After clicking that menu-entry, I will have jub in one tab, and jub webmail in another tab again - just like when I saved them.

I can even use a Bookmarks folder as homepage! Go to "Tools -> Options -> General"




instead of typing in a homepage, select "Use Bookmark". You'll see all your bookmarks and bookmarks folders. Now mark a folder, not a single bookmark, and click OK.

You'll get a screen similar to that one:


Every time when you start your browser, or click the "home" button now, Firefox will open all those webpages in tabs. If you always visit the same websites, you don't need a single click now. Just start your browser, and all are loaded already. When you're done with one, you can close the tab and immediately continue with the next :)

Note that the websites don't need to be bookmarked to become your homepage and/or loaded in tabs. You can simply type in multiple URLs in the Location field, too. Just separate the URLs by a pipe (the | sign).

Bookmark keywords

Another nifty feature are the Bookmark keywords. That means, that you can add keywords to your bookmarks, for easier access. That‘s especially useful for people who more like to type than using a mouse, and for people who might have problems dealing with a mouse.
To give one of your bookmarks a keyword, navigate to the desired Bookmark in the Bookmarks-Menu, rightclick the Bookmark, and choose "properties". You'll get a screen like that:


in the "keyword" field, enter your desired keyword, best if it's a short one. When you're done, click OK.

If you want to access this Bookmark now, go into the Location/Address bar, and type in your keyword, press Enter - et voilà - FF loads your bookmark. You can see as an alias for the complete URL.


Hint: you can directly access the Location/Address bar without using the mouse, by pressing F6.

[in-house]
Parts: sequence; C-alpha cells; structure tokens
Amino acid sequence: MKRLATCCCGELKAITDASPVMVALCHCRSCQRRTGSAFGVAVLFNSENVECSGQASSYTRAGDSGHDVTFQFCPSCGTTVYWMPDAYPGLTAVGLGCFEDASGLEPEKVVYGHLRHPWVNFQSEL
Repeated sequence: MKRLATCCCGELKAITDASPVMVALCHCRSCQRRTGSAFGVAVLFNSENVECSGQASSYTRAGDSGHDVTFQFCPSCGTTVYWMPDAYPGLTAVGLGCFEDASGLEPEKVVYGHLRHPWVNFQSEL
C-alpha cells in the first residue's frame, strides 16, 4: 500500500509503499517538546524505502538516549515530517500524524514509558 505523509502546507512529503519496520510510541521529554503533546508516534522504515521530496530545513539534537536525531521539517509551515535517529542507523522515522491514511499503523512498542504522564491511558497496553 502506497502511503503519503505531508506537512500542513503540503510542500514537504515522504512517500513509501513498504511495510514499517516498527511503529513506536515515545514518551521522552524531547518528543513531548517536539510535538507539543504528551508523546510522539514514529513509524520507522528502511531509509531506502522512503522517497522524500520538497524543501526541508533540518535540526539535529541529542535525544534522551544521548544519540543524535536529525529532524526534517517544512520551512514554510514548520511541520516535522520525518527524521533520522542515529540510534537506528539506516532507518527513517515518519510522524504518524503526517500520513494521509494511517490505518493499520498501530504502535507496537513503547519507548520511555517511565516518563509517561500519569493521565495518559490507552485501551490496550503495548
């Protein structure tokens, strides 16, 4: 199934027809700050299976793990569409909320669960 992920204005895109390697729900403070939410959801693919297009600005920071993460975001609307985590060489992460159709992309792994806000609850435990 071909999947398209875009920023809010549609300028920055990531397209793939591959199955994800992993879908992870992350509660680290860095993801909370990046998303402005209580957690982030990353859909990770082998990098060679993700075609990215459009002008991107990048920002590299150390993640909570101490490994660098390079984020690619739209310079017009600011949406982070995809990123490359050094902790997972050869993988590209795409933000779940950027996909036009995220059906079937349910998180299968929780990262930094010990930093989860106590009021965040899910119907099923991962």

Bookmark Toolbar

When you bookmark a website that you access quite often, you might want to add it to your "Bookmark Toolbar". To do so, you simply go to the website that you want to bookmark, and select "Bookmark -> Bookmark this page" (or press ctrl+d).


In the dialogue window that pops up now, search for the "Bookmarks Toolbar Folder" in the "Create in" field.

Hint: If you have very many folders, it can be useful to click the little arrow, to see all your folders in a tree-overview.

After clicking "OK", the new Bookmark will appear, right below the back and forward arrows, in the toolbar. You can quickly access the bookmarked website by just clicking on it. It's as if you added an extra button just for that website :)





the integrated Popup-Blocker

We all know those annoying, very annoying ads that seem to pop up from everywhere, disrupting you while you're typing, hopping around when you want to close them, and once you close one, three new ones take their place ;). Well, Firefox puts an end to this. It features an integrated popup blocker, which cleverly prevents websites opening certain popups. For example popups that open themselves when you enter a website, or leave it are suppressed. But when you click a link that will open up in a popup window, FF allows that because FF knows that if you clicked the link, you must’ve wanted the popup window to open.

Whenever Firefox prevents a website from opening a popup, it will tell you. And it looks like this:


At the top of the window, Firefox tells you that it blocked a popup, and in the lower right corner of the status bar a special icon indicates the same (i marked it with a transparent red circle).
When you click that bar at the top, you can select between some options.
  • allow popups
    allow that webpage to open any kind of popup
  • edit popup blocker options
    you can configure the popup blocker
  • don't show this message when popups are blocked
    disable that horizontal bar, however the icon in the lower right status bar still will be displayed. so if that bar bugs you, you can disable it.
  • show the popup that was blocked
    in case that you want to know that popup was about to open

If you eg. accidentally allowed a website to open popup windows, you can also access the popup blocker configuration manually/directly, by going to: Tools -> Options -> Web features and clicking on "allowed sites" in the line with "Block popup windows".





Personalizing the Toolbars